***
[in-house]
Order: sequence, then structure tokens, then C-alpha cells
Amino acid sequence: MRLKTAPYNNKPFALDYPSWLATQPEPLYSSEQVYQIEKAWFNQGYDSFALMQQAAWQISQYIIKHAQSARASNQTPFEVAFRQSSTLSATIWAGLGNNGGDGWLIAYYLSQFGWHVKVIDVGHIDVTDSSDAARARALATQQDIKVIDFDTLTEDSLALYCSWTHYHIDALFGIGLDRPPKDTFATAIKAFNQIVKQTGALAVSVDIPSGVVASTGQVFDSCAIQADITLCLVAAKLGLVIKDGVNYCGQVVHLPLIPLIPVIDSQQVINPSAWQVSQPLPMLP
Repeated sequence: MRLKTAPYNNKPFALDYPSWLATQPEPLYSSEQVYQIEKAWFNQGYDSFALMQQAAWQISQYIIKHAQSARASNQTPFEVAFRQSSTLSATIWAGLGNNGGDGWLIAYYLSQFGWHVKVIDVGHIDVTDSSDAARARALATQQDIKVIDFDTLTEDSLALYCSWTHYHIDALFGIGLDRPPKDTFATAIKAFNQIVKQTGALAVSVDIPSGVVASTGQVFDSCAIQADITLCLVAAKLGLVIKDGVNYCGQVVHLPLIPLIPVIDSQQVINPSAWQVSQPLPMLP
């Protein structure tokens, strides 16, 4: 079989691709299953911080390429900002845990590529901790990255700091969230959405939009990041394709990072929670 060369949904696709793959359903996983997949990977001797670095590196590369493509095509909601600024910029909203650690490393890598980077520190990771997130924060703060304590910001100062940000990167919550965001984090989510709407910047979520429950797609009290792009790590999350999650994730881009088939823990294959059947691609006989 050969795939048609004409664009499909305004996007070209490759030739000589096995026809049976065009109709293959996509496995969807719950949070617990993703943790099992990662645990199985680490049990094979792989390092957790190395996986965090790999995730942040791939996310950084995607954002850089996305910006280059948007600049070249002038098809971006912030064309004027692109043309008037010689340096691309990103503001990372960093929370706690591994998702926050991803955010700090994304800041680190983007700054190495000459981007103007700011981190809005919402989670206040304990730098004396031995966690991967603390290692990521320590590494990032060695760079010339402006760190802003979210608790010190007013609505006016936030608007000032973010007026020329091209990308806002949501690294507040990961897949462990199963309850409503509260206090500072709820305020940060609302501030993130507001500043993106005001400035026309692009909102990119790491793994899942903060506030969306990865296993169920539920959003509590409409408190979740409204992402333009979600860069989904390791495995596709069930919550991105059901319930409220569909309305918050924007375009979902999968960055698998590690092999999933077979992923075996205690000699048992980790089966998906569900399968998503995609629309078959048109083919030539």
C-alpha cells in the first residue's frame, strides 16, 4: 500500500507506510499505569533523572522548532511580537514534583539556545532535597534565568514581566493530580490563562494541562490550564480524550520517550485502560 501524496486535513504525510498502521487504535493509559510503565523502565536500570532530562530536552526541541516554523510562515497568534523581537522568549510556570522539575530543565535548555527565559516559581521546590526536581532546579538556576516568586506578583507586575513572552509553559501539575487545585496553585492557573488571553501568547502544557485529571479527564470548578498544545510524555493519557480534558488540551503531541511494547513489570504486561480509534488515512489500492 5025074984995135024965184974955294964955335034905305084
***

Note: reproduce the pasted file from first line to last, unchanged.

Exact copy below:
[in-house]
Order: sequence, then structure tokens, then C-alpha cells
Amino acid sequence: MRLKTAPYNNKPFALDYPSWLATQPEPLYSSEQVYQIEKAWFNQGYDSFALMQQAAWQISQYIIKHAQSARASNQTPFEVAFRQSSTLSATIWAGLGNNGGDGWLIAYYLSQFGWHVKVIDVGHIDVTDSSDAARARALATQQDIKVIDFDTLTEDSLALYCSWTHYHIDALFGIGLDRPPKDTFATAIKAFNQIVKQTGALAVSVDIPSGVVASTGQVFDSCAIQADITLCLVAAKLGLVIKDGVNYCGQVVHLPLIPLIPVIDSQQVINPSAWQVSQPLPMLP
Repeated sequence: MRLKTAPYNNKPFALDYPSWLATQPEPLYSSEQVYQIEKAWFNQGYDSFALMQQAAWQISQYIIKHAQSARASNQTPFEVAFRQSSTLSATIWAGLGNNGGDGWLIAYYLSQFGWHVKVIDVGHIDVTDSSDAARARALATQQDIKVIDFDTLTEDSLALYCSWTHYHIDALFGIGLDRPPKDTFATAIKAFNQIVKQTGALAVSVDIPSGVVASTGQVFDSCAIQADITLCLVAAKLGLVIKDGVNYCGQVVHLPLIPLIPVIDSQQVINPSAWQVSQPLPMLP
């Protein structure tokens, strides 16, 4: 079989691709299953911080390429900002845990590529901790990255700091969230959405939009990041394709990072929670 060369949904696709793959359903996983997949990977001797670095590196590369493509095509909601600024910029909203650690490393890598980077520190990771997130924060703060304590910001100062940000990167919550965001984090989510709407910047979520429950797609009290792009790590999350999650994730881009088939823990294959059947691609006989 050969795939048609004409664009499909305004996007070209490759030739000589096995026809049976065009109709293959996509496995969807719950949070617990993703943790099992990662645990199985680490049990094979792989390092957790190395996986965090790999995730942040791939996310950084995607954002850089996305910006280059948007600049070249002038098809971006912030064309004027692109043309008037010689340096691309990103503001990372960093929370706690591994998702926050991803955010700090994304800041680190983007700054190495000459981007103007700011981190809005919402989670206040304990730098004396031995966690991967603390290692990521320590590494990032060695760079010339402006760190802003979210608790010190007013609505006016936030608007000032973010007026020329091209990308806002949501690294507040990961897949462990199963309850409503509260206090500072709820305020940060609302501030993130507001500043993106005001400035026309692009909102990119790491793994899942903060506030969306990865296993169920539920959003509590409409408190979740409204992402333009979600860069989904390791495995596709069930919550991105059901319930409220569909309305918050924007375009979902999968960055698998590690092999999933077979992923075996205690000699048992980790089966998906569900399968998503995609629309078959048109083919030539």
C-alpha cells in the first residue's frame, strides 16, 4: 500500500507506510499505569533523572522548532511580537514534583539556545532535597534565568514581566493530580490563562494541562490550564480524550520517550485502560 501524496486535513504525510498502521487504535493509559510503565523502565536500570532530562530536552526541541516554523510562515497568534523581537522568549510556570522539575530543565535548555527565559516559581521546590526536581532546579538556576516568586506578583507586575513572552509553559501539575487545585496553585492557573488571553501568547502544557485529571479527564470548578498544545510524555493519557480534558488540551503531541511494547513489570504486561480509534488515512489500492 5025074984995135024965184974955294964955335034905305084